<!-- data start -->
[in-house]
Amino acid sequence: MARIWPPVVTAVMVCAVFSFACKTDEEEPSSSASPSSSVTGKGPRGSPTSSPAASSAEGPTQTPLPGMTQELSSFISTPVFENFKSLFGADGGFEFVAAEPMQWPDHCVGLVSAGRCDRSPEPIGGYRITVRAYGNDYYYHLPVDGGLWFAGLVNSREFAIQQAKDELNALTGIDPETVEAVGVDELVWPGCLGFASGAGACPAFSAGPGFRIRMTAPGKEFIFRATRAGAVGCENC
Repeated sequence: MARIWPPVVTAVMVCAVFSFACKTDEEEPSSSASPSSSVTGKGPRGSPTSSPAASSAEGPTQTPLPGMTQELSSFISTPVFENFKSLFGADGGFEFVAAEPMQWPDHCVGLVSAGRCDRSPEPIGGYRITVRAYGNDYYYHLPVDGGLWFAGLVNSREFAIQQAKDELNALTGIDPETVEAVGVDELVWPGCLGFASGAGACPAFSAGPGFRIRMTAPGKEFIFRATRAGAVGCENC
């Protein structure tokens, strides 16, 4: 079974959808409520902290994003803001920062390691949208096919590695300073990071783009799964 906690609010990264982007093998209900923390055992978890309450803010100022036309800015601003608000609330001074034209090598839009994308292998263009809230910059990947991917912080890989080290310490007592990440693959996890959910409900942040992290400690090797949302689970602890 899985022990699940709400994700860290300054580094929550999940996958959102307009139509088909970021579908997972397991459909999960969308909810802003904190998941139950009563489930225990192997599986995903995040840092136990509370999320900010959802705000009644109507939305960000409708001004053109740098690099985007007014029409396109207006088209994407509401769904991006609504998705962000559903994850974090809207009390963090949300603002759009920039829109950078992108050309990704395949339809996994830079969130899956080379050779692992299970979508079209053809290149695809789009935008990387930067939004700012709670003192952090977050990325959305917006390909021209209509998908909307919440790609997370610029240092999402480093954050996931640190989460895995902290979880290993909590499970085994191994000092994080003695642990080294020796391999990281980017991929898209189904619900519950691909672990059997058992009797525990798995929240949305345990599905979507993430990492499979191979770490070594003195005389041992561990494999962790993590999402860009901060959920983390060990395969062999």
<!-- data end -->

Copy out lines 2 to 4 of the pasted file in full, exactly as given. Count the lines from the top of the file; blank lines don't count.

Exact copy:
Amino acid sequence: MARIWPPVVTAVMVCAVFSFACKTDEEEPSSSASPSSSVTGKGPRGSPTSSPAASSAEGPTQTPLPGMTQELSSFISTPVFENFKSLFGADGGFEFVAAEPMQWPDHCVGLVSAGRCDRSPEPIGGYRITVRAYGNDYYYHLPVDGGLWFAGLVNSREFAIQQAKDELNALTGIDPETVEAVGVDELVWPGCLGFASGAGACPAFSAGPGFRIRMTAPGKEFIFRATRAGAVGCENC
Repeated sequence: MARIWPPVVTAVMVCAVFSFACKTDEEEPSSSASPSSSVTGKGPRGSPTSSPAASSAEGPTQTPLPGMTQELSSFISTPVFENFKSLFGADGGFEFVAAEPMQWPDHCVGLVSAGRCDRSPEPIGGYRITVRAYGNDYYYHLPVDGGLWFAGLVNSREFAIQQAKDELNALTGIDPETVEAVGVDELVWPGCLGFASGAGACPAFSAGPGFRIRMTAPGKEFIFRATRAGAVGCENC
């Protein structure tokens, strides 16, 4: 079974959808409520902290994003803001920062390691949208096919590695300073990071783009799964 906690609010990264982007093998209900923390055992978890309450803010100022036309800015601003608000609330001074034209090598839009994308292998263009809230910059990947991917912080890989080290310490007592990440693959996890959910409900942040992290400690090797949302689970602890 899985022990699940709400994700860290300054580094929550999940996958959102307009139509088909970021579908997972397991459909999960969308909810802003904190998941139950009563489930225990192997599986995903995040840092136990509370999320900010959802705000009644109507939305960000409708001004053109740098690099985007007014029409396109207006088209994407509401769904991006609504998705962000559903994850974090809207009390963090949300603002759009920039829109950078992108050309990704395949339809996994830079969130899956080379050779692992299970979508079209053809290149695809789009935008990387930067939004700012709670003192952090977050990325959305917006390909021209209509998908909307919440790609997370610029240092999402480093954050996931640190989460895995902290979880290993909590499970085994191994000092994080003695642990080294020796391999990281980017991929898209189904619900519950691909672990059997058992009797525990798995929240949305345990599905979507993430990492499979191979770490070594003195005389041992561990494999962790993590999402860009901060959920983390060990395969062999």